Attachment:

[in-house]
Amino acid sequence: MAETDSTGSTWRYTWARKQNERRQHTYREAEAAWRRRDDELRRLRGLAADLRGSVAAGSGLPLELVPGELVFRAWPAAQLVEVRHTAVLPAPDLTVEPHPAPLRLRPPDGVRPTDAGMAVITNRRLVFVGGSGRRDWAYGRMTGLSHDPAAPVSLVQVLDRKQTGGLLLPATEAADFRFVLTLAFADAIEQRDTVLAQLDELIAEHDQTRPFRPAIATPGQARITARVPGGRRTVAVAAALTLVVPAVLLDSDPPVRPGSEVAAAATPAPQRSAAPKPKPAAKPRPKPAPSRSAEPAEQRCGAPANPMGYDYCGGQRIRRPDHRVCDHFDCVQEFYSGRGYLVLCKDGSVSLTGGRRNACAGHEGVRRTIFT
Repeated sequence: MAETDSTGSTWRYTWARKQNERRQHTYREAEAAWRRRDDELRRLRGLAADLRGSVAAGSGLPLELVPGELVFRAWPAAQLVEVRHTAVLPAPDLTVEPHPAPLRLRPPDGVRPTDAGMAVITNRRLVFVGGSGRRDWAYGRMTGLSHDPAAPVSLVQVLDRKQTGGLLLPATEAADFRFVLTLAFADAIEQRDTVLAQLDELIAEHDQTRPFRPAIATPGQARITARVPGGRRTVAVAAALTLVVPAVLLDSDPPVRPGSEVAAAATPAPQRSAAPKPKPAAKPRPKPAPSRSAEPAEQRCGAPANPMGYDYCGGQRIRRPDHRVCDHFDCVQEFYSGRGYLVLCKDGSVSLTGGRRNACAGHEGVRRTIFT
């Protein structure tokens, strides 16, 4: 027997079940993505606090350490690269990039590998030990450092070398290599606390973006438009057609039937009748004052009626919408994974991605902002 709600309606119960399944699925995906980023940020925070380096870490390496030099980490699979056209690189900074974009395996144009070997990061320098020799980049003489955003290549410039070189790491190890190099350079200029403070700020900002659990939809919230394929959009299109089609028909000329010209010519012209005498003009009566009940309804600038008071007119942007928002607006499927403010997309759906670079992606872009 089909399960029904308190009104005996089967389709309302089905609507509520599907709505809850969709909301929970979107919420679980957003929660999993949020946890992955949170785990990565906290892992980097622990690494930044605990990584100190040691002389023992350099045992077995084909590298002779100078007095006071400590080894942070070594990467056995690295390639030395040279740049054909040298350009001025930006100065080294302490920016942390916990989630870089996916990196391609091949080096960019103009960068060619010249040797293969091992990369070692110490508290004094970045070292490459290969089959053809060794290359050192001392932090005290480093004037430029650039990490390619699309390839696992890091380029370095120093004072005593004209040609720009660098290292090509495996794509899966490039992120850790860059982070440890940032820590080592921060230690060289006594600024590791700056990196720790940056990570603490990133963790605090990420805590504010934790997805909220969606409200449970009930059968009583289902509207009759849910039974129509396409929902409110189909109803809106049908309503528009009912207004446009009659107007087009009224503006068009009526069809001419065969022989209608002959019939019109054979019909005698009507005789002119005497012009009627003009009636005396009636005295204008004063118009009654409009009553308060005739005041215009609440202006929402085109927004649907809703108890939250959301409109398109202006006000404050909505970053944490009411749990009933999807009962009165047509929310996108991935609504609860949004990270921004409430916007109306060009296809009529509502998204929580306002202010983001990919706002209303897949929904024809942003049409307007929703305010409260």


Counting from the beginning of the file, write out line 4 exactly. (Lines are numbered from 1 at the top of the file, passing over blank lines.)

């Protein structure tokens, strides 16, 4: 027997079940993505606090350490690269990039590998030990450092070398290599606390973006438009057609039937009748004052009626919408994974991605902002 709600309606119960399944699925995906980023940020925070380096870490390496030099980490699979056209690189900074974009395996144009070997990061320098020799980049003489955003290549410039070189790491190890190099350079200029403070700020900002659990939809919230394929959009299109089609028909000329010209010519012209005498003009009566009940309804600038008071007119942007928002607006499927403010997309759906670079992606872009 089909399960029904308190009104005996089967389709309302089905609507509520599907709505809850969709909301929970979107919420679980957003929660999993949020946890992955949170785990990565906290892992980097622990690494930044605990990584100190040691002389023992350099045992077995084909590298002779100078007095006071400590080894942070070594990467056995690295390639030395040279740049054909040298350009001025930006100065080294302490920016942390916990989630870089996916990196391609091949080096960019103009960068060619010249040797293969091992990369070692110490508290004094970045070292490459290969089959053809060794290359050192001392932090005290480093004037430029650039990490390619699309390839696992890091380029370095120093004072005593004209040609720009660098290292090509495996794509899966490039992120850790860059982070440890940032820590080592921060230690060289006594600024590791700056990196720790940056990570603490990133963790605090990420805590504010934790997805909220969606409200449970009930059968009583289902509207009759849910039974129509396409929902409110189909109803809106049908309503528009009912207004446009009659107007087009009224503006068009009526069809001419065969022989209608002959019939019109054979019909005698009507005789002119005497012009009627003009009636005396009636005295204008004063118009009654409009009553308060005739005041215009609440202006929402085109927004649907809703108890939250959301409109398109202006006000404050909505970053944490009411749990009933999807009962009165047509929310996108991935609504609860949004990270921004409430916007109306060009296809009529509502998204929580306002202010983001990919706002209303897949929904024809942003049409307007929703305010409260």